Travelogue continued: a map misunderstanding leads to an unpleasant quarter of an hour in a snow-dusted sawa. We continue to question the Meizan status of Kuju-san ....
November 20, 9.30am: The top of Kuju-san is bleak and cold. After passing over the central summit of Nakadake, I’m just looking for the fastest way outta here. A dotted green line on the map appears to offer that.
Beware of green dotted lines. The path heads downhill, through clutching thickets of azalea bushes, just far enough to make turning back too much of a chore. Then it fades into a landslip, a cliff of rocks embedded, none too soundly, in a crumbling matrix of dark-brown ash. I avoid this hazard by taking to the stream-bed, clambering over rounded boulders. My boots skid off patches of frozen snow.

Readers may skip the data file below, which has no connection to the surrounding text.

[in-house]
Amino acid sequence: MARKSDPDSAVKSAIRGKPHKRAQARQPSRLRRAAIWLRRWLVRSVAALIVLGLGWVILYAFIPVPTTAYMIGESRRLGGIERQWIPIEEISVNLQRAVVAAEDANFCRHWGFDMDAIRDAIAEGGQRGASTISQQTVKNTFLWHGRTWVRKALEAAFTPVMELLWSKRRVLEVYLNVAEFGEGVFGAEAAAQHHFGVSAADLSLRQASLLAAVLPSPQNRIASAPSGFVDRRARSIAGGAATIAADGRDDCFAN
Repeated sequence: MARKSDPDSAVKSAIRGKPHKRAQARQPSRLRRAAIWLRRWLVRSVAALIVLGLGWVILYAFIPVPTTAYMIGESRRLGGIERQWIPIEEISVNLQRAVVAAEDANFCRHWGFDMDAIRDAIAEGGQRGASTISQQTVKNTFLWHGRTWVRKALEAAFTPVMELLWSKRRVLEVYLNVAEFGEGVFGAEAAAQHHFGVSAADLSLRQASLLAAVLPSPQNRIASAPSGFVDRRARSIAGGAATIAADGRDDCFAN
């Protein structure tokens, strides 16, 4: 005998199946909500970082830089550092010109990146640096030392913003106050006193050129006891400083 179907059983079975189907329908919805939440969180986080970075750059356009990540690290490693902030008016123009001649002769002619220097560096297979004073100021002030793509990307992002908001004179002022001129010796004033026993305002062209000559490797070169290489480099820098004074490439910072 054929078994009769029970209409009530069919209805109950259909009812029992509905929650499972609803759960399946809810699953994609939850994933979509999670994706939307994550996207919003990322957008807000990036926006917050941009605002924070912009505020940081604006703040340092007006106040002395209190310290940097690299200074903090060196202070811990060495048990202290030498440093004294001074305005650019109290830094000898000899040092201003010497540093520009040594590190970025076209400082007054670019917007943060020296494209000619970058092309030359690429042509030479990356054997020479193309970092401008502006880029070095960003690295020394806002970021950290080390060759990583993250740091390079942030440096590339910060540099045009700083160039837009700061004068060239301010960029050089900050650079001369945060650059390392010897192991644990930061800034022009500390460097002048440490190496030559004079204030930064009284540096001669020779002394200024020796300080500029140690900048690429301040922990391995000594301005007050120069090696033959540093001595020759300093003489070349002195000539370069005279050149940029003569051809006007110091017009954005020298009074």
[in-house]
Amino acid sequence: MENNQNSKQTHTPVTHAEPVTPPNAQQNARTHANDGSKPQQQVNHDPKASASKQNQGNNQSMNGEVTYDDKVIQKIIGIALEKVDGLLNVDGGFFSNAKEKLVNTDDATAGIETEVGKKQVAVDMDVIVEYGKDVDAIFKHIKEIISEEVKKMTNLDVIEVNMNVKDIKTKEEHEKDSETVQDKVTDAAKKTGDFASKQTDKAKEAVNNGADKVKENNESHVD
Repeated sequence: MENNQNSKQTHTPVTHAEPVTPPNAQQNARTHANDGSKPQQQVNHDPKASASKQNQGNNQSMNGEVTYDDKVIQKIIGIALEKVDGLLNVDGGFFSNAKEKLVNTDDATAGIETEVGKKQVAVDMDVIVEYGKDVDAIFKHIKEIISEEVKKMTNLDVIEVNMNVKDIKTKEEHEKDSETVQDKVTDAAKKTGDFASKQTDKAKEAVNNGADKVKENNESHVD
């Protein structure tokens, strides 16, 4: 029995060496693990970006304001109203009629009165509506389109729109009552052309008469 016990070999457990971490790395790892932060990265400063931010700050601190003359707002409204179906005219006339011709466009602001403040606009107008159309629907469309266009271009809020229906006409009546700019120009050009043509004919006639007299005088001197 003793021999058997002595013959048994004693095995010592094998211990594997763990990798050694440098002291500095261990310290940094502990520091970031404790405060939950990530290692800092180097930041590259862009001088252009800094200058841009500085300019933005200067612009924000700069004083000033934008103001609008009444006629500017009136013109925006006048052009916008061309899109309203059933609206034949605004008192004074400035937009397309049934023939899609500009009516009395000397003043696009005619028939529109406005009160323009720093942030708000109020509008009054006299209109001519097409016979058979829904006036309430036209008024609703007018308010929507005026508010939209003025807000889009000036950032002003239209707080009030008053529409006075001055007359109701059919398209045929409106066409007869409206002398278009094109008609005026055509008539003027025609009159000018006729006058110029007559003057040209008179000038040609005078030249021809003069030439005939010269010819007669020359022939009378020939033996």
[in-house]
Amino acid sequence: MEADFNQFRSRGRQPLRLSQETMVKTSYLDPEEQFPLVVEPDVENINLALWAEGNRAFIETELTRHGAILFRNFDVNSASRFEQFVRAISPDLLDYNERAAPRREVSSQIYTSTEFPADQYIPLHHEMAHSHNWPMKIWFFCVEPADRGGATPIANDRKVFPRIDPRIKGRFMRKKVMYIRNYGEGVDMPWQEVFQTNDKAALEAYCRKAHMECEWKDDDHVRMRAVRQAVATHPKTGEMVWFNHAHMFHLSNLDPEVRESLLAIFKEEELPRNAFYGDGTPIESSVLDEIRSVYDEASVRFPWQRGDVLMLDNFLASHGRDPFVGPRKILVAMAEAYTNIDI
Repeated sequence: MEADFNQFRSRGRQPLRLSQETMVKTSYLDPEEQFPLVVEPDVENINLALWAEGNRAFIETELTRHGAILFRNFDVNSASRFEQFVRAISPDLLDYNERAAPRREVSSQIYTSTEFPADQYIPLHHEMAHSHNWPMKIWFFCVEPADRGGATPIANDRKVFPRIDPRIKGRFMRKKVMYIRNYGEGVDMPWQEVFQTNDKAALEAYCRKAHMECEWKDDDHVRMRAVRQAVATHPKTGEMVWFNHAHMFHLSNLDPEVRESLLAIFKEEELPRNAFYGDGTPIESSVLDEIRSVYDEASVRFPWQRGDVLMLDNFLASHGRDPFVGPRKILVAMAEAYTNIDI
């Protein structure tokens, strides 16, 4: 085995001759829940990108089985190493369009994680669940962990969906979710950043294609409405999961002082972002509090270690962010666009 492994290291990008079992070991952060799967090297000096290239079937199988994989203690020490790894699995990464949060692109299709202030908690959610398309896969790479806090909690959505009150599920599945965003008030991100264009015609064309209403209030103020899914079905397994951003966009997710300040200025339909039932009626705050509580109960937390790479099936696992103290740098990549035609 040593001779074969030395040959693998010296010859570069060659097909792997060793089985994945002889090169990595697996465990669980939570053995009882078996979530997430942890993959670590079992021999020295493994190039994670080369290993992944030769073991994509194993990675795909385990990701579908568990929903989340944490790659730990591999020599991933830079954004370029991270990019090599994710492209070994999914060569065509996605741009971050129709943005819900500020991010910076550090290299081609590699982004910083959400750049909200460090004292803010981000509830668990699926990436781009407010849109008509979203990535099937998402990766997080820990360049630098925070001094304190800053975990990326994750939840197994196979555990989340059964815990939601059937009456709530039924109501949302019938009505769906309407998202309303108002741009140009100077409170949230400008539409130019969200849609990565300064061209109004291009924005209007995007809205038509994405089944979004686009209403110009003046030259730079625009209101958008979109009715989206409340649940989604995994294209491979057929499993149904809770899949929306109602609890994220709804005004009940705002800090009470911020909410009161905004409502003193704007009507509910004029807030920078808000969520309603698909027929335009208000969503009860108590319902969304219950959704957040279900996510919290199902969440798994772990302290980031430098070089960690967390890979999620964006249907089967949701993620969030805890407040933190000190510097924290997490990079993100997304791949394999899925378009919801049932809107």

Just at the wrong moment, the sun comes out, loosing stones from the cliff. One splashes down into a nearby rockpool. I scurry across the danger zone, hoping that nothing big enough comes down to spoil my day. Much later I emerge onto the regular hiking trail. A sign points back the way I came, warning that the gully route has “dangerous places”. Or maybe just one dangerous place; you never can tell in the Japanese language.
I’m still wondering why Fukada Kyuya designated Kuju-san as one of the Hundred Most Famous Mountains in Japan ….